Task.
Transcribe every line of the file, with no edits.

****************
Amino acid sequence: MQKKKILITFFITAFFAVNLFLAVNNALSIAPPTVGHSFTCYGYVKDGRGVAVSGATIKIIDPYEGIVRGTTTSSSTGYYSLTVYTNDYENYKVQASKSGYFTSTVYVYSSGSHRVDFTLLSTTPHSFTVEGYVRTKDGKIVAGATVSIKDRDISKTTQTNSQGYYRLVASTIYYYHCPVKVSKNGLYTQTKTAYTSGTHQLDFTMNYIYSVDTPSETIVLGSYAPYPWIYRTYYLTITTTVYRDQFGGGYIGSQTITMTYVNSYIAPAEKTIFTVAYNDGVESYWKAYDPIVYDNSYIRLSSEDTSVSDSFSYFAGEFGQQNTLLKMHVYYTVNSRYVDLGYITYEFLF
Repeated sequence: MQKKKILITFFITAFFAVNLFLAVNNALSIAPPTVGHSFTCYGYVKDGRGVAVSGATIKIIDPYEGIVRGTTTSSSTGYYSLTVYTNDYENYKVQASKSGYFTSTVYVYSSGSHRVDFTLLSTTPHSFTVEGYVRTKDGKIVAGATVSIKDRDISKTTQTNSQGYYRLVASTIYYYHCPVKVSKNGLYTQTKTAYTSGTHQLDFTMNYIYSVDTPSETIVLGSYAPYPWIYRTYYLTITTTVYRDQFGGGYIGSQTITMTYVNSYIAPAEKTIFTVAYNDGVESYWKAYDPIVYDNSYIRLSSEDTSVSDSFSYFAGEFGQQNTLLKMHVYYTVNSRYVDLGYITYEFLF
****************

Amino acid sequence: MQKKKILITFFITAFFAVNLFLAVNNALSIAPPTVGHSFTCYGYVKDGRGVAVSGATIKIIDPYEGIVRGTTTSSSTGYYSLTVYTNDYENYKVQASKSGYFTSTVYVYSSGSHRVDFTLLSTTPHSFTVEGYVRTKDGKIVAGATVSIKDRDISKTTQTNSQGYYRLVASTIYYYHCPVKVSKNGLYTQTKTAYTSGTHQLDFTMNYIYSVDTPSETIVLGSYAPYPWIYRTYYLTITTTVYRDQFGGGYIGSQTITMTYVNSYIAPAEKTIFTVAYNDGVESYWKAYDPIVYDNSYIRLSSEDTSVSDSFSYFAGEFGQQNTLLKMHVYYTVNSRYVDLGYITYEFLF
Repeated sequence: MQKKKILITFFITAFFAVNLFLAVNNALSIAPPTVGHSFTCYGYVKDGRGVAVSGATIKIIDPYEGIVRGTTTSSSTGYYSLTVYTNDYENYKVQASKSGYFTSTVYVYSSGSHRVDFTLLSTTPHSFTVEGYVRTKDGKIVAGATVSIKDRDISKTTQTNSQGYYRLVASTIYYYHCPVKVSKNGLYTQTKTAYTSGTHQLDFTMNYIYSVDTPSETIVLGSYAPYPWIYRTYYLTITTTVYRDQFGGGYIGSQTITMTYVNSYIAPAEKTIFTVAYNDGVESYWKAYDPIVYDNSYIRLSSEDTSVSDSFSYFAGEFGQQNTLLKMHVYYTVNSRYVDLGYITYEFLF